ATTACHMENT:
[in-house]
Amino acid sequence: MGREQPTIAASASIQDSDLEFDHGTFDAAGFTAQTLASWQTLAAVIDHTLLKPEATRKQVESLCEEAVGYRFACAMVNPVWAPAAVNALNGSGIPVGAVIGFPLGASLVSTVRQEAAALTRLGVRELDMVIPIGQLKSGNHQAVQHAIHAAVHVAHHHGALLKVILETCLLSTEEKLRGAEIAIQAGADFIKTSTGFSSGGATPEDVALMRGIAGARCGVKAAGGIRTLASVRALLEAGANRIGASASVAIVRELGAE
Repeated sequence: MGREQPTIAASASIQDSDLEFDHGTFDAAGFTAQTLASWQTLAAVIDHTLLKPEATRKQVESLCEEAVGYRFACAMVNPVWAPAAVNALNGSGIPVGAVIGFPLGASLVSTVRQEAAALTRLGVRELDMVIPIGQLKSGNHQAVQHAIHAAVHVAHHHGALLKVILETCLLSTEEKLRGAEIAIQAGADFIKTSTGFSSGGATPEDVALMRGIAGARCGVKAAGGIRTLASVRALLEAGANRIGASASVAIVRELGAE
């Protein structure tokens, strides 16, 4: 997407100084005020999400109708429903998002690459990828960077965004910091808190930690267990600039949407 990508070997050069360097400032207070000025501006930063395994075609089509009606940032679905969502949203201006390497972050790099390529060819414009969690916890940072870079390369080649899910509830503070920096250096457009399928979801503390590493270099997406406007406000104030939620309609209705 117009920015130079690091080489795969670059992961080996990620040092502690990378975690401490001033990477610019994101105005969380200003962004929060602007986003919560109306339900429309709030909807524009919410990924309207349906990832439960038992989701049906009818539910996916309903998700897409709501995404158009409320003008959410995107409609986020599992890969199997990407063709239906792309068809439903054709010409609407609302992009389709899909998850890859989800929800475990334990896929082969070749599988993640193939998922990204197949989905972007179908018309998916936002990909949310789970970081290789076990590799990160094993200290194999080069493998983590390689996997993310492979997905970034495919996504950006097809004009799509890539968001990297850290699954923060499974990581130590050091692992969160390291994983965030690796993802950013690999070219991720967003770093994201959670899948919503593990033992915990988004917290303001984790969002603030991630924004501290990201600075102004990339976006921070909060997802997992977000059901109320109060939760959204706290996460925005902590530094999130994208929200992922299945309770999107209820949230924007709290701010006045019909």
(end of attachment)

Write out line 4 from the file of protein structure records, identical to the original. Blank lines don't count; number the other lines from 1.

């Protein structure tokens, strides 16, 4: 997407100084005020999400109708429903998002690459990828960077965004910091808190930690267990600039949407 990508070997050069360097400032207070000025501006930063395994075609089509009606940032679905969502949203201006390497972050790099390529060819414009969690916890940072870079390369080649899910509830503070920096250096457009399928979801503390590493270099997406406007406000104030939620309609209705 117009920015130079690091080489795969670059992961080996990620040092502690990378975690401490001033990477610019994101105005969380200003962004929060602007986003919560109306339900429309709030909807524009919410990924309207349906990832439960038992989701049906009818539910996916309903998700897409709501995404158009409320003008959410995107409609986020599992890969199997990407063709239906792309068809439903054709010409609407609302992009389709899909998850890859989800929800475990334990896929082969070749599988993640193939998922990204197949989905972007179908018309998916936002990909949310789970970081290789076990590799990160094993200290194999080069493998983590390689996997993310492979997905970034495919996504950006097809004009799509890539968001990297850290699954923060499974990581130590050091692992969160390291994983965030690796993802950013690999070219991720967003770093994201959670899948919503593990033992915990988004917290303001984790969002603030991630924004501290990201600075102004990339976006921070909060997802997992977000059901109320109060939760959204706290996460925005902590530094999130994208929200992922299945309770999107209820949230924007709290701010006045019909």